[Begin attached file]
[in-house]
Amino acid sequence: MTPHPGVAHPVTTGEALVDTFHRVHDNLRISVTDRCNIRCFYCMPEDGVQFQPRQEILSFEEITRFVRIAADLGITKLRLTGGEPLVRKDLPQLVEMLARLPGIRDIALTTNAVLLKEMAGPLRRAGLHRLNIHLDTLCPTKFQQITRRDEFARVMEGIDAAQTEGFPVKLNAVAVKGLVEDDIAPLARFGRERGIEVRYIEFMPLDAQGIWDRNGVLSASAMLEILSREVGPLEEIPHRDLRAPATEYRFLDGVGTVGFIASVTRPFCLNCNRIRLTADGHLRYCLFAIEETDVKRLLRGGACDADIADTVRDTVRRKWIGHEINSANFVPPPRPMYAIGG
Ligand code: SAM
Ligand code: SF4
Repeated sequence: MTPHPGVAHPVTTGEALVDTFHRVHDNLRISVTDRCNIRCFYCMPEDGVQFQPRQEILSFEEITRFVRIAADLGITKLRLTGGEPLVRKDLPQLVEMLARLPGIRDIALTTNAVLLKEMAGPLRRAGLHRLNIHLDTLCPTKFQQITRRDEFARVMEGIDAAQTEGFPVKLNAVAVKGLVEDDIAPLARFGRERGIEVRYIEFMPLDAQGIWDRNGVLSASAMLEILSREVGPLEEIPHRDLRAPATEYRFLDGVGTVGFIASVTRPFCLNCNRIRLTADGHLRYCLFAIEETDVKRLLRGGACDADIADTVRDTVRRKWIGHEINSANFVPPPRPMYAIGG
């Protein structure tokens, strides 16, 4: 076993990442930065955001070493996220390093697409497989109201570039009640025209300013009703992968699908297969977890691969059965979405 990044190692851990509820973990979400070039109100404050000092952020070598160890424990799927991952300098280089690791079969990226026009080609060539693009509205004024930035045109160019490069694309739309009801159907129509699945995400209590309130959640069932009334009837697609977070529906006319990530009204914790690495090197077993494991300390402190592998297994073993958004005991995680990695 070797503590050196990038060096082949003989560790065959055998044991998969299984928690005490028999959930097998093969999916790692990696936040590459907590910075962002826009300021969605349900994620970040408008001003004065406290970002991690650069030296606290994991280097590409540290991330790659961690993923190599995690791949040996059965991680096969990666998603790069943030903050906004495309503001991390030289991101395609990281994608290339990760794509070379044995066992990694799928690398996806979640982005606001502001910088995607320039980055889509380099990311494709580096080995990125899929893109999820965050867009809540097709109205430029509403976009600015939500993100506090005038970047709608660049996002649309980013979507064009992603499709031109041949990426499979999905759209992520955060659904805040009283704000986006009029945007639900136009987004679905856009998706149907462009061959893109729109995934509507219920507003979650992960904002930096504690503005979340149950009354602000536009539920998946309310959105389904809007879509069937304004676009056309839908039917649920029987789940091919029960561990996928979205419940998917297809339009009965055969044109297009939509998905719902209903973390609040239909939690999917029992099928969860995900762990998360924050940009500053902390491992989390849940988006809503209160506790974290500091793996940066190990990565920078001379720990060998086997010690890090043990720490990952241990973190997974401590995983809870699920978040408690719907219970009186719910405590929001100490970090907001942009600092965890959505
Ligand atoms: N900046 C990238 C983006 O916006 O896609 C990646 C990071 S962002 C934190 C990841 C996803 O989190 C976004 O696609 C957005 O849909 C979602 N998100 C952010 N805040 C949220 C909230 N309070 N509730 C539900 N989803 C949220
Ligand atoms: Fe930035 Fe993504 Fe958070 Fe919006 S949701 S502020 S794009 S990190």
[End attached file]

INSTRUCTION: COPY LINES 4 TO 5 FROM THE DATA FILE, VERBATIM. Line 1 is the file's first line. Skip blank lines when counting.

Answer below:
Ligand code: SF4
Repeated sequence: MTPHPGVAHPVTTGEALVDTFHRVHDNLRISVTDRCNIRCFYCMPEDGVQFQPRQEILSFEEITRFVRIAADLGITKLRLTGGEPLVRKDLPQLVEMLARLPGIRDIALTTNAVLLKEMAGPLRRAGLHRLNIHLDTLCPTKFQQITRRDEFARVMEGIDAAQTEGFPVKLNAVAVKGLVEDDIAPLARFGRERGIEVRYIEFMPLDAQGIWDRNGVLSASAMLEILSREVGPLEEIPHRDLRAPATEYRFLDGVGTVGFIASVTRPFCLNCNRIRLTADGHLRYCLFAIEETDVKRLLRGGACDADIADTVRDTVRRKWIGHEINSANFVPPPRPMYAIGG